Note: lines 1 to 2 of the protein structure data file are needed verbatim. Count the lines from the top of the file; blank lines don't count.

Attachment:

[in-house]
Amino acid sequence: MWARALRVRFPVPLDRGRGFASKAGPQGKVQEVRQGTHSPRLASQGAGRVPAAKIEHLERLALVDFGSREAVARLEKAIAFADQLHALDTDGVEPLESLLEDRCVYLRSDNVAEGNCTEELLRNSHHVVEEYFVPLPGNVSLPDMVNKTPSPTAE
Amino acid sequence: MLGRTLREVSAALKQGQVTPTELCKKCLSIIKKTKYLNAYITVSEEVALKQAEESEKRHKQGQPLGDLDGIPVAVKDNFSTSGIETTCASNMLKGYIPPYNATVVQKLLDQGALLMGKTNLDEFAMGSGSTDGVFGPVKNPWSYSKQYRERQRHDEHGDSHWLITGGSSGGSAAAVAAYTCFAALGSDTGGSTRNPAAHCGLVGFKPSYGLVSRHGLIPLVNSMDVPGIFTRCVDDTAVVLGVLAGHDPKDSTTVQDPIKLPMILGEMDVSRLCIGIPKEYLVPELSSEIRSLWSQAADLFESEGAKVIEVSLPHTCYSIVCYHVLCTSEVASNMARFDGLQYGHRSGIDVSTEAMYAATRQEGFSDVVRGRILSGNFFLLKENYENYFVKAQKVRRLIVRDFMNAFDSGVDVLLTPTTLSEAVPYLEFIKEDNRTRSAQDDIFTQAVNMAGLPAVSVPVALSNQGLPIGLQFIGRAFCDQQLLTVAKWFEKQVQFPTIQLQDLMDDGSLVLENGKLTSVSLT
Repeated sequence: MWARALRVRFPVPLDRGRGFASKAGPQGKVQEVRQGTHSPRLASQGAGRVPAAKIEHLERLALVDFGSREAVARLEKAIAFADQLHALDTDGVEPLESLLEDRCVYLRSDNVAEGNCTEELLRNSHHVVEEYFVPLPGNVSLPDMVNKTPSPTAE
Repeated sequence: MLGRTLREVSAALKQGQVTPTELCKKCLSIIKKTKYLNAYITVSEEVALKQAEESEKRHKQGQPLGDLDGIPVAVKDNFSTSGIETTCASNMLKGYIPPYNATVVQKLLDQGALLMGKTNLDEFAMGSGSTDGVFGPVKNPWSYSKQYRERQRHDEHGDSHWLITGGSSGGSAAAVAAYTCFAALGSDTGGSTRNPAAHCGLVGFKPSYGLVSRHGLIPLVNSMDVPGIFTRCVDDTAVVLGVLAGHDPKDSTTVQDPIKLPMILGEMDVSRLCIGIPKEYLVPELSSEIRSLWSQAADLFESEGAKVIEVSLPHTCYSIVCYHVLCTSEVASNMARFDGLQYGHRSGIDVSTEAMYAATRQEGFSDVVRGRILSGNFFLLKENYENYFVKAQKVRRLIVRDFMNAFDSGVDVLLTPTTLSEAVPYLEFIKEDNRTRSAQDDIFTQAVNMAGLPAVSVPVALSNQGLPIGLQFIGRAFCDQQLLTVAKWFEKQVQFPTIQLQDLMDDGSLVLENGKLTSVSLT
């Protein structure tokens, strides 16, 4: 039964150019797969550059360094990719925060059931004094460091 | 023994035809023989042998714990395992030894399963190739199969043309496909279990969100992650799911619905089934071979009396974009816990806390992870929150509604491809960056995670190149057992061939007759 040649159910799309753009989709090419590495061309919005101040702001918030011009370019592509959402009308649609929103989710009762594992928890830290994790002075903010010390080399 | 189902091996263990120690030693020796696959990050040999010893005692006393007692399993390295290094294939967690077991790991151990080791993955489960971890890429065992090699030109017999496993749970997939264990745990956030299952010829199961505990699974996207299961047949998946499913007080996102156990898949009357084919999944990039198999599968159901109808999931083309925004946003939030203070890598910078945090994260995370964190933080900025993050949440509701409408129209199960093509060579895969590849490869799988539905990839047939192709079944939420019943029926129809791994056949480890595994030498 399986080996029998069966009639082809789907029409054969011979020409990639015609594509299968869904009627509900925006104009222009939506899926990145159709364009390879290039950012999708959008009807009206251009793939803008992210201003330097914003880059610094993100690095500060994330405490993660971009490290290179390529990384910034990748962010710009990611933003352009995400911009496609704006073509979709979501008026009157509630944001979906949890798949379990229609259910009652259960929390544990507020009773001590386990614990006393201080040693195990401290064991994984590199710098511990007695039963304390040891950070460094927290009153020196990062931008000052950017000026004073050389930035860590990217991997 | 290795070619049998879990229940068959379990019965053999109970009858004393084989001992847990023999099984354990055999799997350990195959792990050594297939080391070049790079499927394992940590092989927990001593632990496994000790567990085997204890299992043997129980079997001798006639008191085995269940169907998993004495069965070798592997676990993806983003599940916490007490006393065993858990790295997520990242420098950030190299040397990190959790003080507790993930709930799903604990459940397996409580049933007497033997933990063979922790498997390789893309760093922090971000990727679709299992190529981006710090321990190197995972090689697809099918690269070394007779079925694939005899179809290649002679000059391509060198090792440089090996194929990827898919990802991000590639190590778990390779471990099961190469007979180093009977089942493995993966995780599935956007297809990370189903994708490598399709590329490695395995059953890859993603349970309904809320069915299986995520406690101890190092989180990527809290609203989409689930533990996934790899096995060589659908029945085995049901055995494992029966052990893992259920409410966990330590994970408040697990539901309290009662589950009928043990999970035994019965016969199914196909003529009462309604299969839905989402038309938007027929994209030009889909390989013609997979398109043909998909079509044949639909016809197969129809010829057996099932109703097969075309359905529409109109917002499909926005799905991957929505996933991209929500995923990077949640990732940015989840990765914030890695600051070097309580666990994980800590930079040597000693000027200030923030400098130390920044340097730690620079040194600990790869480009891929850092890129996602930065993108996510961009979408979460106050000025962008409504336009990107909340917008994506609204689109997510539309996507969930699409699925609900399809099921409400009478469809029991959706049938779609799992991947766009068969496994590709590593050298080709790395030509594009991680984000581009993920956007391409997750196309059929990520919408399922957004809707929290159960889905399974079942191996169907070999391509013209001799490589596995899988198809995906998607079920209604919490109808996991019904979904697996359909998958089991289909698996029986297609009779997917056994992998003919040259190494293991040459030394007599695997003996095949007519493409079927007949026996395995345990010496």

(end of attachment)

[in-house]
Amino acid sequence: MWARALRVRFPVPLDRGRGFASKAGPQGKVQEVRQGTHSPRLASQGAGRVPAAKIEHLERLALVDFGSREAVARLEKAIAFADQLHALDTDGVEPLESLLEDRCVYLRSDNVAEGNCTEELLRNSHHVVEEYFVPLPGNVSLPDMVNKTPSPTAE